**Drugs are nice, but complicated. It is so hard to remember when I took what and trying to find times when I am awake and haven't had food for two hours and won't be eating for another hour to take one kind. They should make it easier for new moms. Drugs also mask the fact that I'm recovering and I end up overdoing it by doing things like walking five miles one afternoon.

**What do you wear? Pregnancy clothes are not necessary, but pre-pregnancy clothes either don't really fit, are not practical for the massive amount of time spent nursing, or are packed away with no time to dig them out.

**On the subject of nursing, I've had the gamut. Our first Saturday home, Maggie spit up what looked like blood with her normal milky substance. Worried, I called the pediatrician's nurse and she had me look for cracks in my nipples. Sure enough my sore nipples were bleeding under the intense strength of my little one's sucking power.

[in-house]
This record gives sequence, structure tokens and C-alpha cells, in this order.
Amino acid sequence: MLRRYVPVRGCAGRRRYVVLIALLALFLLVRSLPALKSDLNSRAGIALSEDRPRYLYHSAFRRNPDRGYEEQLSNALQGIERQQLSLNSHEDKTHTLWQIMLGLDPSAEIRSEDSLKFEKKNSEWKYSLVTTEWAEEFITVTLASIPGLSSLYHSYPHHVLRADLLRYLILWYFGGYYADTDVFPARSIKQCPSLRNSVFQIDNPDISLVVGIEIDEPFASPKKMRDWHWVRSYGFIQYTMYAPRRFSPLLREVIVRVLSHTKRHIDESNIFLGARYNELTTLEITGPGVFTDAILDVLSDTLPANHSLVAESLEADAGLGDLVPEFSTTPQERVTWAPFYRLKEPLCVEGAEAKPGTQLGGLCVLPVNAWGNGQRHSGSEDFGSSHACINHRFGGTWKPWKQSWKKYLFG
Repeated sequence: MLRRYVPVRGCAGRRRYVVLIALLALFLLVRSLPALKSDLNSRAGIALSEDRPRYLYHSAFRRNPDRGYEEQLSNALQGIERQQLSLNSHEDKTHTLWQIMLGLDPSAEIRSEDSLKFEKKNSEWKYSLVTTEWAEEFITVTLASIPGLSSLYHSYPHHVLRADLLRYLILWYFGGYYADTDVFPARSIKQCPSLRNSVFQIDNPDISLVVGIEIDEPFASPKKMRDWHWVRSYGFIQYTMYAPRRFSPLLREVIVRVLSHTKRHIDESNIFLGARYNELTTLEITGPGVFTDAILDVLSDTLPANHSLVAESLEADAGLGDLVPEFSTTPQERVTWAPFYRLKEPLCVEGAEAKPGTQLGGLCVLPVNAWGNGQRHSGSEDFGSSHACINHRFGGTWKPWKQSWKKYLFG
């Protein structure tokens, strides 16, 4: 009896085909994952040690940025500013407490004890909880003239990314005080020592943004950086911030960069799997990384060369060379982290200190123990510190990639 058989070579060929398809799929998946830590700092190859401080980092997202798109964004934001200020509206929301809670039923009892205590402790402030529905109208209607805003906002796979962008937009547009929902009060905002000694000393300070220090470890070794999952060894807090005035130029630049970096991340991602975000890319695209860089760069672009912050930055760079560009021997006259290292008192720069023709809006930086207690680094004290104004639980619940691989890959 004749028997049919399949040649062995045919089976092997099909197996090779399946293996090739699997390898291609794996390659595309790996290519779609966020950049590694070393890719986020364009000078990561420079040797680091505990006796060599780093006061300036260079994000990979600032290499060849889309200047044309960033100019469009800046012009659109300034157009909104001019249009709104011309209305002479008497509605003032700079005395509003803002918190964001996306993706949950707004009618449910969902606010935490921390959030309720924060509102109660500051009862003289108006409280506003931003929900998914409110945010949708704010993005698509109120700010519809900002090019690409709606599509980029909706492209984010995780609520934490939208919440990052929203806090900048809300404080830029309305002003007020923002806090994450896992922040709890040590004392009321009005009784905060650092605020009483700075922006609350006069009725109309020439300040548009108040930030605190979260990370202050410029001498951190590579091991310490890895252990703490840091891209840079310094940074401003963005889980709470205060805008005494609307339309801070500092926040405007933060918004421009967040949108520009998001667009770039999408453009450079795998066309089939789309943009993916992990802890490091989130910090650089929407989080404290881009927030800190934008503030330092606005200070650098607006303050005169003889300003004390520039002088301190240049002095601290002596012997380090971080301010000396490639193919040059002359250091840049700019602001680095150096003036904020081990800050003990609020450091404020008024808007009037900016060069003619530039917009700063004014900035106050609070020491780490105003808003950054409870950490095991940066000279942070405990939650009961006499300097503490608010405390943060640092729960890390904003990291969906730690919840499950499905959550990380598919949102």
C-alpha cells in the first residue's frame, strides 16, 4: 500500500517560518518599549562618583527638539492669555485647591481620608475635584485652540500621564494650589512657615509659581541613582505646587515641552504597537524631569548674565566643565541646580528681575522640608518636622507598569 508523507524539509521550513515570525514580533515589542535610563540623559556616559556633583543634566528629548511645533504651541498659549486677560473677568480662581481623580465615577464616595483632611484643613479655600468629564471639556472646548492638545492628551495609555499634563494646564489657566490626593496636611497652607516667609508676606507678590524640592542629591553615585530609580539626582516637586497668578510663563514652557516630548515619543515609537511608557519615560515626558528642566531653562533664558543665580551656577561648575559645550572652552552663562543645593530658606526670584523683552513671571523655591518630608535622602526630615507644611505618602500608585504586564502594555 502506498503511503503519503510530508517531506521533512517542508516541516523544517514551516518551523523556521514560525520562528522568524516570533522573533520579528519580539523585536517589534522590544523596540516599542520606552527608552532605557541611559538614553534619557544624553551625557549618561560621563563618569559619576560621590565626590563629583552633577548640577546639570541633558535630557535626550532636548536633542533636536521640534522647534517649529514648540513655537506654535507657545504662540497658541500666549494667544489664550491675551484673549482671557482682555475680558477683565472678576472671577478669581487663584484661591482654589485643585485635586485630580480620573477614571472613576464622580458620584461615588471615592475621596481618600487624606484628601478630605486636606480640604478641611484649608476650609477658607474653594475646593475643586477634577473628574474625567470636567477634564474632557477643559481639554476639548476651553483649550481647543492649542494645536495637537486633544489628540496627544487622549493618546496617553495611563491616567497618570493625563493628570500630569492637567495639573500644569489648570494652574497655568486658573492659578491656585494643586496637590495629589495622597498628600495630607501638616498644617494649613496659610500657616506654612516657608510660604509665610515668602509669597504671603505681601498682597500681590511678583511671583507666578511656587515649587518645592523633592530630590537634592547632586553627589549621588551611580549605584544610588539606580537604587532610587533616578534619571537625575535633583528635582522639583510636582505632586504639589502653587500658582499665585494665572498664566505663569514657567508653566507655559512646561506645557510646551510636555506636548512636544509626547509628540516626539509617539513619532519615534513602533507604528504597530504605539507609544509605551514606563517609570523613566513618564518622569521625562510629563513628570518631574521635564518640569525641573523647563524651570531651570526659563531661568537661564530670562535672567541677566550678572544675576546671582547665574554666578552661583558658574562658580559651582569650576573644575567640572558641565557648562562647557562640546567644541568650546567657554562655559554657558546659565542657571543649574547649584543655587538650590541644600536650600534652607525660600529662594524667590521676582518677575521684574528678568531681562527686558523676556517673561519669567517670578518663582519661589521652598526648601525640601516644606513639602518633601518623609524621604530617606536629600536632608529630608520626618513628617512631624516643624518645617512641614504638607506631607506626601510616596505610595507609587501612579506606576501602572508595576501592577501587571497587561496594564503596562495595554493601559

**While in labor, I was constantly asked to describe my pain on a scale of 1 - 10 (1 being barely noticable and 10 being the worst pain of your life). I think for the most part my labor hovered around 5 or 6, spiking to an 8 or 9 during the worst parts. One morning, after dealing with engorgment for a few days, I woke up with level 8 pain in my right breast. I had developed Mastitis, a breast infection. But your kid still has to eat. Luckily, usually it felt better after she ate.